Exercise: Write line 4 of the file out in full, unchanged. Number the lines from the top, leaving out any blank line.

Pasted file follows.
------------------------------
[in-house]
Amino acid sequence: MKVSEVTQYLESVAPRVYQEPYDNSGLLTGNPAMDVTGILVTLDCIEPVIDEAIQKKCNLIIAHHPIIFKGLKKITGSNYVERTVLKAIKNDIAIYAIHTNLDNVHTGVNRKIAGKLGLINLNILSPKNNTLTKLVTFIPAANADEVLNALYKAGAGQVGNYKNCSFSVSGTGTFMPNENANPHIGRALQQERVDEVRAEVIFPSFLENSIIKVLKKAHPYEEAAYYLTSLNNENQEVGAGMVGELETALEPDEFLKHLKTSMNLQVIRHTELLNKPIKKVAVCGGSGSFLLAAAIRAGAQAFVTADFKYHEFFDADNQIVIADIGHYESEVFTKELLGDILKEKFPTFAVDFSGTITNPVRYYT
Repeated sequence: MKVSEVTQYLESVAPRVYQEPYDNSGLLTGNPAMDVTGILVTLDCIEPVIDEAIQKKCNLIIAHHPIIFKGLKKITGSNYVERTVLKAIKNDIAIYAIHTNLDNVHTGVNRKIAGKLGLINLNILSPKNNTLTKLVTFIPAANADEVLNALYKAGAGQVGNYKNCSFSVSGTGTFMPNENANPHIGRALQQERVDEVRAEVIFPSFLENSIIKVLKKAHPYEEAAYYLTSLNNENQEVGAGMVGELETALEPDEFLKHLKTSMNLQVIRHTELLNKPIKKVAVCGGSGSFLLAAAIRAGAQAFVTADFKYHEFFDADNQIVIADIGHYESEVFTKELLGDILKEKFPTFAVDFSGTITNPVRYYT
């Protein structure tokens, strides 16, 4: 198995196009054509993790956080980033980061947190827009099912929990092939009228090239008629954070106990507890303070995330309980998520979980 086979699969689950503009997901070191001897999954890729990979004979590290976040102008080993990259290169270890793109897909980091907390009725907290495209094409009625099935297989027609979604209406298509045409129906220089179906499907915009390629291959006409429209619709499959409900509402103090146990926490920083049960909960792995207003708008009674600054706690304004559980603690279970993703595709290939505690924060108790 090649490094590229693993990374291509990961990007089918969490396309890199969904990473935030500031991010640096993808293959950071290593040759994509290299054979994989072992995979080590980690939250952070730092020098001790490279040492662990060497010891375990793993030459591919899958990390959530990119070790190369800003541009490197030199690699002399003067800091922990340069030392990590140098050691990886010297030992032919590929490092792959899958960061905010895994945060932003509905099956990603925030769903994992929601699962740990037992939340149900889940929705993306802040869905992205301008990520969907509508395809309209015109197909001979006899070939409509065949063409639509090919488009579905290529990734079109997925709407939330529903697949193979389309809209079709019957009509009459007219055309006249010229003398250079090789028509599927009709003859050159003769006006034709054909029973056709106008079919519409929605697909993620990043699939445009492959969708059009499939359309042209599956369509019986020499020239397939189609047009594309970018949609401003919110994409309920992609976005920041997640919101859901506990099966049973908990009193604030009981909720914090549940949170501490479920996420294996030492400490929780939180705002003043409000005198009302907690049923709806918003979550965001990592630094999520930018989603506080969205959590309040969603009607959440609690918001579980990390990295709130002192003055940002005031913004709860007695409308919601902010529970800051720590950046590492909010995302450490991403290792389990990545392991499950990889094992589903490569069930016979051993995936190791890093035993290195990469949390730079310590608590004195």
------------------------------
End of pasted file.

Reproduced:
């Protein structure tokens, strides 16, 4: 198995196009054509993790956080980033980061947190827009099912929990092939009228090239008629954070106990507890303070995330309980998520979980 086979699969689950503009997901070191001897999954890729990979004979590290976040102008080993990259290169270890793109897909980091907390009725907290495209094409009625099935297989027609979604209406298509045409129906220089179906499907915009390629291959006409429209619709499959409900509402103090146990926490920083049960909960792995207003708008009674600054706690304004559980603690279970993703595709290939505690924060108790 090649490094590229693993990374291509990961990007089918969490396309890199969904990473935030500031991010640096993808293959950071290593040759994509290299054979994989072992995979080590980690939250952070730092020098001790490279040492662990060497010891375990793993030459591919899958990390959530990119070790190369800003541009490197030199690699002399003067800091922990340069030392990590140098050691990886010297030992032919590929490092792959899958960061905010895994945060932003509905099956990603925030769903994992929601699962740990037992939340149900889940929705993306802040869905992205301008990520969907509508395809309209015109197909001979006899070939409509065949063409639509090919488009579905290529990734079109997925709407939330529903697949193979389309809209079709019957009509009459007219055309006249010229003398250079090789028509599927009709003859050159003769006006034709054909029973056709106008079919519409929605697909993620990043699939445009492959969708059009499939359309042209599956369509019986020499020239397939189609047009594309970018949609401003919110994409309920992609976005920041997640919101859901506990099966049973908990009193604030009981909720914090549940949170501490479920996420294996030492400490929780939180705002003043409000005198009302907690049923709806918003979550965001990592630094999520930018989603506080969205959590309040969603009607959440609690918001579980990390990295709130002192003055940002005031913004709860007695409308919601902010529970800051720590950046590492909010995302450490991403290792389990990545392991499950990889094992589903490569069930016979051993995936190791890093035993290195990469949390730079310590608590004195």